A quantum bit, or qubit, is the building block of a quantum computer. Qubits are different from conventional bits whereby quantum behavior enables a superposition of states (0 and 1) at the same time with varying occupancy probability.
This property enables quantum computers to perform simultaneous operations on 2^N information states. The information processing can use quantum algorithms that take full advantage of qubit properties. The end result is the ability to quickly solve hard problems with a limited amount of computational resources.
Researchers have been investigating the potential of solid-state qubits – a subset of qubits in which the quantum bit is integrated into a material such as a semiconductor. Realization of solid-state qubits will enable quantum processors with commercial utility. But to date, due to physical limitations and intrinsic material properties, such solid-state qubits have suffered from static behavior, state leakage, and have been prone to external effects that limit their reliability in large-scale computing architectures.
While state-of-the-art designs have been proposed and even reduced for achieving programmable qubits using external influences and qubit-qubit couplings, they are limited in their ability to internally reconfigure with nonvolatile behavior. They lack multifunctional operation capacity internal to the junctions or qubits. Such designs rely on qubits built from a certain microscale junction technology to be interfaced to separate memory blocks built from an alternate memory device technology.
These approaches can implement only specific types of computing that lack clean quantum behavior along with some level of programming capability. Moreover, these designs are functional in a limited window of operating conditions without a clear hardware capability for dynamic reconfiguration during the fabrication process or during operation. An alternative solution – photonic implementations – provide increased reliability in some cases, albeit lacking the capability for large-scale integration and robust routes for configurability.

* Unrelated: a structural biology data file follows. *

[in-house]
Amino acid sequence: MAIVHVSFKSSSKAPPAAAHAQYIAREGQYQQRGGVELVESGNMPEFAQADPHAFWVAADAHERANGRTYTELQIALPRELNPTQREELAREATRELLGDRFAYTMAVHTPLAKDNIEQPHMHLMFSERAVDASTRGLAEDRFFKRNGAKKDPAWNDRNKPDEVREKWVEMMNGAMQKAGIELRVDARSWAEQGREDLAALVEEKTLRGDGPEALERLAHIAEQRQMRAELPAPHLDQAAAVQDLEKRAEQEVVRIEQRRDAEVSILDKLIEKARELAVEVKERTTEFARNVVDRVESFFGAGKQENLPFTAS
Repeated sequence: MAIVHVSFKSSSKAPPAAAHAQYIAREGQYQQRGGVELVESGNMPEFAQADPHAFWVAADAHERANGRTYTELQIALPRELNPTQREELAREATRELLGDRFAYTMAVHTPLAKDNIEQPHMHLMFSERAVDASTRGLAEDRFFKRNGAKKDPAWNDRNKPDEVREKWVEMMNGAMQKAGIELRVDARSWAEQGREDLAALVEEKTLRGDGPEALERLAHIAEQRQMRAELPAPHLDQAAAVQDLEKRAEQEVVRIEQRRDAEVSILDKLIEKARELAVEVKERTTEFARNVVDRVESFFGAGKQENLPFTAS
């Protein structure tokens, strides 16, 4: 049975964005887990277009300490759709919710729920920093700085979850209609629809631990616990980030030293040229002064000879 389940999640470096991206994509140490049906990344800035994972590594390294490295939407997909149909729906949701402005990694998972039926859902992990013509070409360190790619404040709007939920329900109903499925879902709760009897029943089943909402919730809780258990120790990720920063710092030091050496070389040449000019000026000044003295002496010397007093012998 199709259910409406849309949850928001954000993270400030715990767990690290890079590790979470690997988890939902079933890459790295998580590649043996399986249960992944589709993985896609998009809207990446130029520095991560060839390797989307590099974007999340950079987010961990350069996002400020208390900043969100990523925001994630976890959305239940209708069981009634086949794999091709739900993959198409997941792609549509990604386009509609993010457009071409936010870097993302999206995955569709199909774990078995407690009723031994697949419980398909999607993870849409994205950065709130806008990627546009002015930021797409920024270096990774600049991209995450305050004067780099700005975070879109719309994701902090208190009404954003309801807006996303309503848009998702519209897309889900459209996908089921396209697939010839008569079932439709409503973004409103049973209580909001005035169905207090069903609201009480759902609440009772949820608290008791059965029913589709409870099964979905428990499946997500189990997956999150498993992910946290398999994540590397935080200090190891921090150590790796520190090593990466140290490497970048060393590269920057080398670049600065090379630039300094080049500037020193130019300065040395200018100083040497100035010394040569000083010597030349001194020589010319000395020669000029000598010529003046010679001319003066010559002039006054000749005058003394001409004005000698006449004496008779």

Pushing the quantum computing envelope, Navy researchers have developed a novel approach for solid-state qubit implementations based on reconfigurable quantum circuits with built-in memory and improved reliability. This tunable quantum qubit circuit comprises interconnected Josephson tunneling junctions, a capacitive-coupled control gate, and independent control gates. The Josephson tunneling junctions are sculpted in-situ on-chip and each junction comprises a pair of high-temperature superconductors separated by an active region having a controlled charge density.
The capacitive-coupled control gate is connected to the Josephson tunneling junctions and is configured to simultaneously modulate energy levels of the tunneling junctions. The independent control gates are coupled to the Josephson tunneling junctions and are reconfigurable on-the-fly by an operator. Tunability is achieved by simultaneously modulating energy levels of the Josephson tunneling junctions with a capacitive-coupled control gate and dynamically reconfiguring the quantum qubit circuit via independent control gates.
The design allows for nonvolatile, field-programmable configurations where quantum states are created and reconfigured through gate-control coupling, providing increased performance, complexity, resiliency, and reduced leakage. This technology enables the study of fundamental quantum information science algorithms not implementable with conventional structures by providing for many possible nonvolatile configurations and energy profiles.
- The tunable quantum qubit circuit provides the necessary two-level system for performing quantum computation and the tunable reconfigurability provides the ability to tailor-design the energy level properties for the desired functionality and speed, while setting the minimal leakage level
- By using large-scale numbers of custom quantum memories on a single chip combined with logical qubits quantum computers can be implemented
- The quantum qubit circuit may be sculpted with any desired manufacturing process including ion beam and e-beam lithography
- US patent 9,755,133 available for license
- Potential for collaboration with Navy researchers